Why employees should be on bikes
Thomas Cook does it, DHL also and Google Germany in any case: they support their employees in the acquisition and use of bicycles and e-bikes. Even smaller companies have long recognised the benefits of bicycle mobility. The Freiburg-based energy service provider badenova, for example, offers its employees bicycle leasing together with a cooperation partner. Similar programs have also been launched by Kärcher, ebm pabst and many other medium-sized companies. More and more companies are supporting their employees in the transition from cars and trains to bicycles. Some have already even been certified – as bike-friendly operations.
More than just a trend
Anyone who sees any of these initiatives as just a fashionable trend should be aware of the many benefits associated with the active mobility of employees which are also economically rewarding. Whoever sets his employees in the saddle, especially for the daily commute to and from the workplace, demonstrably invests in their health and well-being.
Although cycling through its daily exercise has significant potential for the health of employees it has apparently not been considered and used as an integral part of occupational health management. Yet an “active commute to work” offers the ideal opportunity to integrate health-promoting behaviour into everyday life and is therefore far superior to temporary and one-off measures. The World Health Organization has long recommended moderate physical exercise 30 minutes a day. A few kilometers under muscle power to work and home day after day effectively counter our chronic physical inactivity and promote good health.
This appears to be confirmed by a recent study which was carried out between November and December 2014 among 2,351 professionals as a scientific academic thesis in Germany (author: Juliane Kemen) and recently presented by the Troisdorf consulting firm EcoLibro to the public. The results show that “people who actively commute to and from work throughout the year have an average of one-third fewer sick days than other, passive, traffic participants,” according to EcoLibro.
Significantly lower sick leave
Employees who complete their daily commute to and from work by bike missed only 3.41 working days due to illness in 2014. Only pedestrians missed a little less at 3.31 days. Passenger car drivers were ill for an average of 5.26 days a year, almost two days longer than cyclists and pedestrians. The latter also performed better than public transport users (5.32) and mixed users with a high proportion of car journeys. The average number of sick days among participants with up to 30 sick days per year was 4.70 days.
Although it can not be ruled out that it is particularly health-conscious employees who do at least part of their commute by bicycle or on foot throughout the year – according to the study these individuals also have a lower Body Mass Index (BMI) and feel better overall.
Well and good, but isn´t cycling dangerous, too? Although the study confirms that cyclists have a higher accident risk than car drivers, “this risk, measured by the number of sick days, is significantly lower than the positive effect of physical activity” the study concludes. Safe bicycles, adequate clothing and the positive training effect of riding daily should also reduce the individual accident risk.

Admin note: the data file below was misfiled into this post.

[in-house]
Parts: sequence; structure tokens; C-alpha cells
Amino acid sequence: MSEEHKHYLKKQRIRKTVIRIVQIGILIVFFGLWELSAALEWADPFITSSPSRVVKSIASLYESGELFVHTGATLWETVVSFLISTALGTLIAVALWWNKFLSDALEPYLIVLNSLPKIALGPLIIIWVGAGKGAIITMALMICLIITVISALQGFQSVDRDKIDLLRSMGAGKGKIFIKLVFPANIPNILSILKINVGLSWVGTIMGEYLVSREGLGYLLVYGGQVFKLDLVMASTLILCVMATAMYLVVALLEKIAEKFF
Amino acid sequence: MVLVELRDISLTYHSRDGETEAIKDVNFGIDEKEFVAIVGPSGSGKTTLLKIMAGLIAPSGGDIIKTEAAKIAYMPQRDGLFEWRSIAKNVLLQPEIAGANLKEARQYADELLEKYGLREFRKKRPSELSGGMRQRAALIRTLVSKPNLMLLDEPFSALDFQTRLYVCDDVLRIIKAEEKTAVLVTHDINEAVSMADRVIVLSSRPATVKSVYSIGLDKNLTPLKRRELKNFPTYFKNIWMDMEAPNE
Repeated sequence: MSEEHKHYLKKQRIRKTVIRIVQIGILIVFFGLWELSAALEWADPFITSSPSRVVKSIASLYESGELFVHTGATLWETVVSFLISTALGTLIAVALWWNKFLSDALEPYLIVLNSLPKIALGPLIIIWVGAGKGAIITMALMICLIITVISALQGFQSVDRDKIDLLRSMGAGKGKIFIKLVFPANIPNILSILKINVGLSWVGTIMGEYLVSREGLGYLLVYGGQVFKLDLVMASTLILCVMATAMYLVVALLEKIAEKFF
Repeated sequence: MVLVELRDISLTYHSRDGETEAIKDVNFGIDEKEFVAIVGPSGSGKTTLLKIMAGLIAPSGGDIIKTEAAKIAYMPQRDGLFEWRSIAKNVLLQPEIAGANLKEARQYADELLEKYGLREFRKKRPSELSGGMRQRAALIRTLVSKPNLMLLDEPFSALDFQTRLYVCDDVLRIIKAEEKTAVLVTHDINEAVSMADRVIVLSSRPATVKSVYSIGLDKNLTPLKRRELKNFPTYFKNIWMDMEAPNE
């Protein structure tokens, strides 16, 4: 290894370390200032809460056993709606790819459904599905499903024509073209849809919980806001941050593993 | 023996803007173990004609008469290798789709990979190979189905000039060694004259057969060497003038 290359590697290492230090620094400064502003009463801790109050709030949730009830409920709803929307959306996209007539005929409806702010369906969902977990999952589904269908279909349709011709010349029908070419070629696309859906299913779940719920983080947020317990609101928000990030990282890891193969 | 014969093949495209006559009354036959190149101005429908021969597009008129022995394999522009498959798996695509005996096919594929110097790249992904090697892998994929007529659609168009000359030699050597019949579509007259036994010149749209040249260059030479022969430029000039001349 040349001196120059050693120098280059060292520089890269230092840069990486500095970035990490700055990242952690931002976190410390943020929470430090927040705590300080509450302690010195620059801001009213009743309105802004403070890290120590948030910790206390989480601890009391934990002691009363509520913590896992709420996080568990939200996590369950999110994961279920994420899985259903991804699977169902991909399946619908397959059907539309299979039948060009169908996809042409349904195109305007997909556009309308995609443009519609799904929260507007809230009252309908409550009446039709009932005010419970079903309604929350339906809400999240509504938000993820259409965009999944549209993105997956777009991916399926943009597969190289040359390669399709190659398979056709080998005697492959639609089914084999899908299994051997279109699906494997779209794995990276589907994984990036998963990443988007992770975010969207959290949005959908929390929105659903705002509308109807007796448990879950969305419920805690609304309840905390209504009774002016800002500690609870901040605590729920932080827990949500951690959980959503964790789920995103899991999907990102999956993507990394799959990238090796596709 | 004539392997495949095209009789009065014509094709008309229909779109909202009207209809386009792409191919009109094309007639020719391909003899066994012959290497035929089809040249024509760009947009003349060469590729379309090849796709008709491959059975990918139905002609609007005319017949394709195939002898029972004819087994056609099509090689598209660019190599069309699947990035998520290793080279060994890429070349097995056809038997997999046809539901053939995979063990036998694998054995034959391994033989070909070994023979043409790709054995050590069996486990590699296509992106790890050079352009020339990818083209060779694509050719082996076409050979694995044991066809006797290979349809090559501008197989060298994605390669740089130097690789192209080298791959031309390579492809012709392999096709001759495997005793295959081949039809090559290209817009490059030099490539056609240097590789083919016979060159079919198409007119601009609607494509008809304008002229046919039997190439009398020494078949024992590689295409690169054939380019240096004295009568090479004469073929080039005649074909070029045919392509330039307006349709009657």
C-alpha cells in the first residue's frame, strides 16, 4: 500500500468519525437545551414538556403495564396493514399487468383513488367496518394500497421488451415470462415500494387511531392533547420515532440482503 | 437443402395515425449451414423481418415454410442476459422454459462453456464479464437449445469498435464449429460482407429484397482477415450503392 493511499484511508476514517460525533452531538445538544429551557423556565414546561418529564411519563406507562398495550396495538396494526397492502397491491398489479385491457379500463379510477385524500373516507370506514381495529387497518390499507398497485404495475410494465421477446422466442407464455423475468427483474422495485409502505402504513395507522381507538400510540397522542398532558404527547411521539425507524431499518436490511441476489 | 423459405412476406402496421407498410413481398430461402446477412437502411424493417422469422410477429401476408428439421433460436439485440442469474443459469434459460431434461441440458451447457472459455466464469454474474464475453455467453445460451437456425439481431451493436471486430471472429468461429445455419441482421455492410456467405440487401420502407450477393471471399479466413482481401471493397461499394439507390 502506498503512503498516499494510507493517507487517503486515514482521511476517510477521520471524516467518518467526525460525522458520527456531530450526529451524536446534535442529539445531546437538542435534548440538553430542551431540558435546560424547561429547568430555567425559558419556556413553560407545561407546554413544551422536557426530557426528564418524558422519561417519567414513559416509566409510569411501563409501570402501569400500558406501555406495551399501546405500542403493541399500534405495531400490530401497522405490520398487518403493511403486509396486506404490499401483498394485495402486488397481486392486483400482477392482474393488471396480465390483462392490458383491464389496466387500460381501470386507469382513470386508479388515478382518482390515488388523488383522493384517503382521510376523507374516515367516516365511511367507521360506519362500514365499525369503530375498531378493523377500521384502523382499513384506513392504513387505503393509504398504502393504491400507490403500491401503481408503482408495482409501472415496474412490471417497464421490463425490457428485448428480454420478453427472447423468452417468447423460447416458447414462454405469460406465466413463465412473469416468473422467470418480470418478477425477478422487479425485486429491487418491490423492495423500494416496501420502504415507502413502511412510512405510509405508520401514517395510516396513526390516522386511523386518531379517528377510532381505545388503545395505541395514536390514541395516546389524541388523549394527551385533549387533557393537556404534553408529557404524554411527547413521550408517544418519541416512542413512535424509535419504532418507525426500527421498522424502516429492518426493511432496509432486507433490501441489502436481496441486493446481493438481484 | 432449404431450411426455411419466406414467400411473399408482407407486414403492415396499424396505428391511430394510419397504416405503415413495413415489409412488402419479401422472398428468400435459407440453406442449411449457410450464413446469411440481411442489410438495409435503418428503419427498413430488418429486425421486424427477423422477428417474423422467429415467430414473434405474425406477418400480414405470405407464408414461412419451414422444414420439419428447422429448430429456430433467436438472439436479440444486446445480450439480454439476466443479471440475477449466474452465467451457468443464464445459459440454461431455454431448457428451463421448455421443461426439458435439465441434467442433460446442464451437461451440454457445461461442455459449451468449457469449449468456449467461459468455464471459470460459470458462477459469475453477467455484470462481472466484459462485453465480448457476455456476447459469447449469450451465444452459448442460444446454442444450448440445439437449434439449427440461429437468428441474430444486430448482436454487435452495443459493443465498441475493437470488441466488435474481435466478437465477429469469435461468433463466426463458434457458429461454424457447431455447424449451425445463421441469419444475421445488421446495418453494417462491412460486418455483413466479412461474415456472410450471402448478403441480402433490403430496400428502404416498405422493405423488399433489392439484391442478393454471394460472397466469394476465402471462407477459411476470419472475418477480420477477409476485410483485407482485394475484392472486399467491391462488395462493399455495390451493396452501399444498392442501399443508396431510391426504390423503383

Help from the tax office
The cited study, incidentally the first of its kind in Germany, shows that employers can significantly and permanently improve the health and well-being of their employees by encouraging and supporting the use of active transport for the commute to work. They can save on personnel costs and increase employee satisfaction.
For this, they even receive support from the government. The Treasury subsidises the purchase of bicycles by the employer: The “1% rule” from the so-called company car privilege applies now in a similar way for bicycles and e-bikes since a new tax regulation from November 2012. Employees can conveniently finance their new bike, pedelec or e-bike with defined salary contributions via their monthly paycheck and thus save money. For the employee, this means that the monetary benefit that arises when the employer provides the company bicycle must be taxed at one percent of the gross list price on a monthly basis. Thus, company bicycles are even better subsidised than company cars: the journey to work by bike does not have to be taxed.
Healthy mobility made easy
The tax advantage must have played a key role in the recent growth of a large number of providers in Germany who offer leasing for company bicycles and offer employers the cheapest access to the new, healthy mobility concepts. Consulting companies such as EcoLibro or the German Cyclists Association (ADFC) offer employers special expertise and practical services. Software-assisted geographic analyses can be used to determine an optimal mobility mix for employees with the goal of achieving the highest possible proportion of exercise. Incentive programs and other complementary measures help to make the switch to cycling attractive and sustainable. Health insurance companies support bicycle-friendly initiatives in many places with public relations and cooperation.
The bicycle-friendly business
Even certification as a “bicycle-friendly business” is possible: The ADFC has developed a consulting concept with an elaborate list of criteria which also takes into account the operational infrastructure. This includes suitable storage facilities for bicycles and changing rooms for the cyclists. Where these are missing, the switch to bicycle mobility will not happen without additional investment; money that will be well invested in the fitness, health and well-being of employees. Since cycling is nonetheless in fashion, bicycle-friendly enterprises will score both in the public perception and for health-conscious and environmentally-conscious employees.